This isn’t the first time that McIntosh’s Crenshaw Skate Club has collaborated on a sneaker with Nike. In 2022, he designed a friends and family pair of Air Jordan 36 Lows. They featured various shades of brown and a CSC logo on the right tongue. While they didn’t make it to retail, they did make noise on social media. Although the early stages of his Nike SB collab were already underway by the time the world saw his Air Jordan PE, McIntosh says it was almost like a proof of concept for him and his five-year old brand. 

“The 36 Low, even though it was a friend and family, was a good start to see like, ‘Okay, this guy can make some shoes people like,’” says McIntosh. “It was good that the first one was a challenge. The 36 Low is’t a model that's a sure shot like an Air Jordan 1. It challenged me to focus a lot on the shoe and I couldn't just lean on the model to do it for me. A Dunk is universally liked, but I put that same amount of effort into it. When you spend $130 on my shoe, I want it to feel worth it.”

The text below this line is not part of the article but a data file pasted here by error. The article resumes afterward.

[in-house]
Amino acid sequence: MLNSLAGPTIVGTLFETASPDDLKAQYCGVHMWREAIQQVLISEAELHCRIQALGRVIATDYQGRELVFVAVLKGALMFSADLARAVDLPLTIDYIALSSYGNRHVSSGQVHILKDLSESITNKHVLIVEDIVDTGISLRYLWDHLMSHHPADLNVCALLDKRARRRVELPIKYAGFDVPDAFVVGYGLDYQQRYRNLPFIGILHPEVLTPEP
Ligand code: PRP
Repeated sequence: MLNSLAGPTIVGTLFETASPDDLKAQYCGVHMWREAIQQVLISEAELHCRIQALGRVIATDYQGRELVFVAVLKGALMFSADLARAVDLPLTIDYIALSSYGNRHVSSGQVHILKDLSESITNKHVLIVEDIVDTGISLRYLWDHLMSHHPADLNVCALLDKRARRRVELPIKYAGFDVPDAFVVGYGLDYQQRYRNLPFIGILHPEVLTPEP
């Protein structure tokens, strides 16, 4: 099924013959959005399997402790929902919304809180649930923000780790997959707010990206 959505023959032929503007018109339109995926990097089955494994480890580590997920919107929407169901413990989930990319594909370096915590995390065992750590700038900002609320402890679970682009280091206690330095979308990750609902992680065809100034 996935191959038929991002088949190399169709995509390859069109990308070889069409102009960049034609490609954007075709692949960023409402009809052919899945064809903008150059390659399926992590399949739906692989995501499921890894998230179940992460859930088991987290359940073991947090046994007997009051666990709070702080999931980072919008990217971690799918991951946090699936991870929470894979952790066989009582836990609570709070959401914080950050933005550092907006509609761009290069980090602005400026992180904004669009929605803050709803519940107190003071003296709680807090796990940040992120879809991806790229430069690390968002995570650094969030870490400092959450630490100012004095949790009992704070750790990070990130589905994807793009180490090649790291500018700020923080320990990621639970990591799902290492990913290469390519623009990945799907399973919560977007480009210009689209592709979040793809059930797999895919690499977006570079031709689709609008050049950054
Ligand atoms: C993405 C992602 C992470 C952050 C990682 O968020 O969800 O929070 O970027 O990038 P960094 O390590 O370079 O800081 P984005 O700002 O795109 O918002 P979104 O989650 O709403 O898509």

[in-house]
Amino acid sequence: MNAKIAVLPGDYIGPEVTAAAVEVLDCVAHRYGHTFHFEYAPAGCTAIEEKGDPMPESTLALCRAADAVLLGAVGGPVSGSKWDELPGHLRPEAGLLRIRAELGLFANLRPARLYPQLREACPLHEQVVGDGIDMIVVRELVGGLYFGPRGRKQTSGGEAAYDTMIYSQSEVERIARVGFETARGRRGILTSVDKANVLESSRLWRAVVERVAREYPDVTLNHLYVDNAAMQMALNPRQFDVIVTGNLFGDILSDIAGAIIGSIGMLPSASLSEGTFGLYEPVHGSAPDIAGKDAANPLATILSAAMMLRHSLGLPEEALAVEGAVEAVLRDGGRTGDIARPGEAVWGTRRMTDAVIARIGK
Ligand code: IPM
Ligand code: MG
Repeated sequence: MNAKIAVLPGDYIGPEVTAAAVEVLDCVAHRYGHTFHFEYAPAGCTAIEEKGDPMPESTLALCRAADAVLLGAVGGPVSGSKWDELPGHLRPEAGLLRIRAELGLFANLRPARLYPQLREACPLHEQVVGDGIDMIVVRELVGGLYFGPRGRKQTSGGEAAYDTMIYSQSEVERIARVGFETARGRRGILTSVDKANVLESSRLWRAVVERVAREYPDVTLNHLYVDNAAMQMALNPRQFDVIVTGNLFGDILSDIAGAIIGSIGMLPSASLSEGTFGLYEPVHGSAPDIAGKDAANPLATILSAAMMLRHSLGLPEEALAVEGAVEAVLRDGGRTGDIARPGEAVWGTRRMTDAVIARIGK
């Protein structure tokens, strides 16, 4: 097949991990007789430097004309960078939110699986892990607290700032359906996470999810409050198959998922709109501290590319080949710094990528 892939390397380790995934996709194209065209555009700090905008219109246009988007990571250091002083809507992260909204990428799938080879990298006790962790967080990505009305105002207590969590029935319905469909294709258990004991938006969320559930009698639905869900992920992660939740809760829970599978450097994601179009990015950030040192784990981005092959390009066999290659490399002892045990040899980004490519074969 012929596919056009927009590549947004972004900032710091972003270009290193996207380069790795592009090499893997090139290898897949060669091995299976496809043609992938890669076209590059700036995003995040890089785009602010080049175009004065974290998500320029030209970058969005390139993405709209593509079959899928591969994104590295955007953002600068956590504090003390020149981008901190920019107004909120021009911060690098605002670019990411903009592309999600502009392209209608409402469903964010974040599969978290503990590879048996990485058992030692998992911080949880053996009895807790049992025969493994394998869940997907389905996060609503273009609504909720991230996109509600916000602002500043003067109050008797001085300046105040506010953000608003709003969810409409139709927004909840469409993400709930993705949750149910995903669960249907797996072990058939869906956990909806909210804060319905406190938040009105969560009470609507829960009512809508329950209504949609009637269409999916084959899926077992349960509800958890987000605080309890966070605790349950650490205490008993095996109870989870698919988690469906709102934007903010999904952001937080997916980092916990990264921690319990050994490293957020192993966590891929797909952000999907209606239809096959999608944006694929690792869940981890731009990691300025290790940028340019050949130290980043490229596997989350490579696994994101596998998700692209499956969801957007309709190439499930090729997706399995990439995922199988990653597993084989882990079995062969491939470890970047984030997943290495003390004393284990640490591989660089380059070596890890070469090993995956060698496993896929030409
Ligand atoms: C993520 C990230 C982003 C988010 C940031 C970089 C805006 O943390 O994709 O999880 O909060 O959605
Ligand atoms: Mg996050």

The magnitude of getting his own Nike SB collab isn’t lost on him. Now that the shoe is finally releasing, and has been laced up by skaters he looks up to like Eric Koston and Theotis Beasley, it’s setting in what he was able to do. 

“Being able to work with Nike is like every kid's dream,” says McIntosh. “Deshawn Jordan and Theotis Beasley are skating in my shoe. When I first saw that I was just silent. Like, that’s crazy. It’s just a surreal moment I’m living through.”

And yes, he repaid his mom after all of these years. It wasn’t her brown Dunk Highs, but it was something better, a pair of SB Dunks designed by her son.

“I gave her a pair early and I’ll give her another pair to wear,” says McIntosh. “Hopefully, that makes up for the stolen Dunks.”